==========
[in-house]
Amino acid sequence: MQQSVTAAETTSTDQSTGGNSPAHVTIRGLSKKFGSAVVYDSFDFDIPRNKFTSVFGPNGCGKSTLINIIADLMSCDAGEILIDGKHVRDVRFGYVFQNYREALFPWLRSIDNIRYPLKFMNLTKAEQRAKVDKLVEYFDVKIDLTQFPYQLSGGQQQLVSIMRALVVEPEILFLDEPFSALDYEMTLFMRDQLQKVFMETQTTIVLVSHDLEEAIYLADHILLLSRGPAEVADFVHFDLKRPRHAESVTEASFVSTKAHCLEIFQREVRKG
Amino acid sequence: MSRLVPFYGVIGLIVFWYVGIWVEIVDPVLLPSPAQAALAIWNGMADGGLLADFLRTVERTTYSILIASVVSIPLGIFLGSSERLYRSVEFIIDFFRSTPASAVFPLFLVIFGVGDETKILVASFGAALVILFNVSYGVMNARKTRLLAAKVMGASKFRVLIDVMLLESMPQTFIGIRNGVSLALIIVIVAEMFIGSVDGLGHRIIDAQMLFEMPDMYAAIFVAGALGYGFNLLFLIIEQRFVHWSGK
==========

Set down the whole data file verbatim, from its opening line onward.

[in-house]
Amino acid sequence: MQQSVTAAETTSTDQSTGGNSPAHVTIRGLSKKFGSAVVYDSFDFDIPRNKFTSVFGPNGCGKSTLINIIADLMSCDAGEILIDGKHVRDVRFGYVFQNYREALFPWLRSIDNIRYPLKFMNLTKAEQRAKVDKLVEYFDVKIDLTQFPYQLSGGQQQLVSIMRALVVEPEILFLDEPFSALDYEMTLFMRDQLQKVFMETQTTIVLVSHDLEEAIYLADHILLLSRGPAEVADFVHFDLKRPRHAESVTEASFVSTKAHCLEIFQREVRKG
Amino acid sequence: MSRLVPFYGVIGLIVFWYVGIWVEIVDPVLLPSPAQAALAIWNGMADGGLLADFLRTVERTTYSILIASVVSIPLGIFLGSSERLYRSVEFIIDFFRSTPASAVFPLFLVIFGVGDETKILVASFGAALVILFNVSYGVMNARKTRLLAAKVMGASKFRVLIDVMLLESMPQTFIGIRNGVSLALIIVIVAEMFIGSVDGLGHRIIDAQMLFEMPDMYAAIFVAGALGYGFNLLFLIIEQRFVHWSGK